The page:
3 Steps and The Basics of Estate Planning

November, 2022

It’s important to have a basic Estate Plan in place regardless of your net worth to ensure that your family and financial goals are taken care of. When putting together a strategy for your Estate Plan, you must be aware of federal and state laws relating to taxes.

Estate planning can be complicated and an attorney is essential to help protect your assets.

STEP 1: Take Inventory

Begin by taking an inventory of your assets. Assets can include:

  • Investments
  • Savings
  • Insurance Policies or Certificates
  • Real Estate
  • Business Entities
  • Personal Property (artwork, vehicles, jewelry, etc.)

STEP 2: Decide Who Inherits What?

Think about and decide:

  • Who will inherit your assets?
  • Who will handle your financial affairs should you become incapacitated?
  • Who will make medical decisions for you should you become unable to make them for yourself?
  • If you have minor children, who will be named guardian?

STEP 3: Discuss Your Plans

Discuss your plans with all of your heirs so that everyone is aware of your intentions. This will lessen confusion and disagreements later.



Dying without a Will can be costly for your heirs and it gives you no say over your asset distribution.

  • A will documents how you want your assets distributed when you die.
  • A will names guardians for your children.

A Simple Will is a will that only distributes personal property and homestead. Homestead refers to the member’s dwelling house and its adjoining land where the family resides. Some examples of when a more complex will is required are when the attorney must consider:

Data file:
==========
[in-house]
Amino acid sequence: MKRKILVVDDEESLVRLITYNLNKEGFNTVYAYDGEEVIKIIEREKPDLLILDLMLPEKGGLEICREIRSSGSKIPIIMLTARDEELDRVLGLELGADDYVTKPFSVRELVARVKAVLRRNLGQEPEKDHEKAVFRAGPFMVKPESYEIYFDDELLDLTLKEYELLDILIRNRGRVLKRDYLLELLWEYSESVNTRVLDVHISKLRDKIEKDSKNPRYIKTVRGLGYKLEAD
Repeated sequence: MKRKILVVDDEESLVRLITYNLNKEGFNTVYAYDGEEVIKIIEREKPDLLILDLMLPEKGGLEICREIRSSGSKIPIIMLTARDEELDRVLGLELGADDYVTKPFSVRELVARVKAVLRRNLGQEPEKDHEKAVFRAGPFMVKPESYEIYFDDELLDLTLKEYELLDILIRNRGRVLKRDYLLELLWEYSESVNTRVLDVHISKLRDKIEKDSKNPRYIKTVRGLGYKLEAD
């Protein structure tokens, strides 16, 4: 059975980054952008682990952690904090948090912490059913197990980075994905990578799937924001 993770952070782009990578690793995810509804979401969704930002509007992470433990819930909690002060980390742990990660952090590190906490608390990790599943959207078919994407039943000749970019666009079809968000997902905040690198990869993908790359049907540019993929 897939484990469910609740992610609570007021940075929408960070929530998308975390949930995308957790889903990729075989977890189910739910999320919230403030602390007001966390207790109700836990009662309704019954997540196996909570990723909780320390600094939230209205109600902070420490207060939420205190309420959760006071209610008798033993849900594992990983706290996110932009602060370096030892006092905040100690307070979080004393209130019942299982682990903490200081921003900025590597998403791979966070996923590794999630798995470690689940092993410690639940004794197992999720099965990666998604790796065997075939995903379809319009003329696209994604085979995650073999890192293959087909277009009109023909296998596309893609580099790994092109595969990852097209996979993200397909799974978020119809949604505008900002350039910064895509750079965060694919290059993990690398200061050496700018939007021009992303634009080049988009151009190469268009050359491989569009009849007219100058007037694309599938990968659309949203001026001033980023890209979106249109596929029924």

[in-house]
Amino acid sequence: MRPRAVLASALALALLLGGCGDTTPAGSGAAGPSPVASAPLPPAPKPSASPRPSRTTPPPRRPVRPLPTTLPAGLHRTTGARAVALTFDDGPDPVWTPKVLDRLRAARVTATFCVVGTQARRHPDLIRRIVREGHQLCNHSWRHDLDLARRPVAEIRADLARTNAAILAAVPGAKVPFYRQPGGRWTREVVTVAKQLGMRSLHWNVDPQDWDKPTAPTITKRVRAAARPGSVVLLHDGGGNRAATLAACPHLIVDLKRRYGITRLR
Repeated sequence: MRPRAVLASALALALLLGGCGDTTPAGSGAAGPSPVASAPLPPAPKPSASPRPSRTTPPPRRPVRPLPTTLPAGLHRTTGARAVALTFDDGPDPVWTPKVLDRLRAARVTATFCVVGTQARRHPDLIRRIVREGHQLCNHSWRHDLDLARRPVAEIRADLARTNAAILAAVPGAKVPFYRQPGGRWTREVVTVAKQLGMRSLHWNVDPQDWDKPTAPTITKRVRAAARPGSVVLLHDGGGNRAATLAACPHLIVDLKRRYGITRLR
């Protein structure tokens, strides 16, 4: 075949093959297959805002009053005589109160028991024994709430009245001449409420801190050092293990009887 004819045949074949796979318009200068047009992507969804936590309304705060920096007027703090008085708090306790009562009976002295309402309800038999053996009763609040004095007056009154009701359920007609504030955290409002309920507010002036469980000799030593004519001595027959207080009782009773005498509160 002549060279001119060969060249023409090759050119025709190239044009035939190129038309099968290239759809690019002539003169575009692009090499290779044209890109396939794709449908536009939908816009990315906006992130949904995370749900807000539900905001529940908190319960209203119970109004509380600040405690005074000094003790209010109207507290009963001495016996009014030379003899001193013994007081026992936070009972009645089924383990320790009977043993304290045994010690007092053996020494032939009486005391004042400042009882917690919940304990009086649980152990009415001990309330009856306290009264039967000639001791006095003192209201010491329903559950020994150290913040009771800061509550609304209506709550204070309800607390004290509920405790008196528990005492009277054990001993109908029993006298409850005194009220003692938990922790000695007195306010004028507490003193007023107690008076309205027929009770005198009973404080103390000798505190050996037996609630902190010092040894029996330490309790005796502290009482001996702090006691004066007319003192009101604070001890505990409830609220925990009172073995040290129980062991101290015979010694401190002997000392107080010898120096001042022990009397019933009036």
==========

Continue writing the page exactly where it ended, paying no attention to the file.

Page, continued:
• Minor children. If members have a minor child, will must include a trust.
  • A specific bequest which is a gift of a specific item of property to a specific individual.
  • A Living Will which gives specific instructions about any aspect of your health care.


A Trust:

  • Allows you to legally define how and when your assets will be distributed.
  • Can reduce your estate and gift taxes.
  • Removes any costs or delays for your heirs; it also eliminates probate court!

Since most Trusts deal only with specific assets, you still need a will to distribute your total assets. There are many different types of trusts that cover a range of needs from trusts setup during a person's lifetime to those established only after a person's death. Your attorney can help identify and setup the trust that best fits your needs.

Living Will / Health Care Proxy

A Living Will is a document that states your wishes regarding life prolonging medical treatments in the event that you become incapacitated and can no longer communicate. A Living Will can also be referred to as an advance directive, health care directive, or a physician's directive.

if you ever unfortunately become incapacitated, different institutions or doctors may come to different conclusions about your condition. You can help ensure your directives are enforced if you have a health-care agent (or proxy) advocating for you. You can designate a Health Care Proxy by assigning a medical power of attorney to someone you trust to make medical decisions for you.

Power of Attorney

A Power of Attorney assigns someone to manage your financial affairs should you become unable to do so.

Your designated agent can legally sign your name.

Most often, people elect a “Durable Power of Attorney” which goes into effect immediately upon you becoming incapacitated.

Group Legal Plans from Legal Club provide a wide range of free and discounted legal care, tax and identity theft benefits including a Free Simple Will for you and your family. Also included is access to over 85,000 online forms such as Last Will and Testament and Power of Attorney forms. To learn more about the plans offered by Legal Club, browse this website or call us at 800-305-6816.

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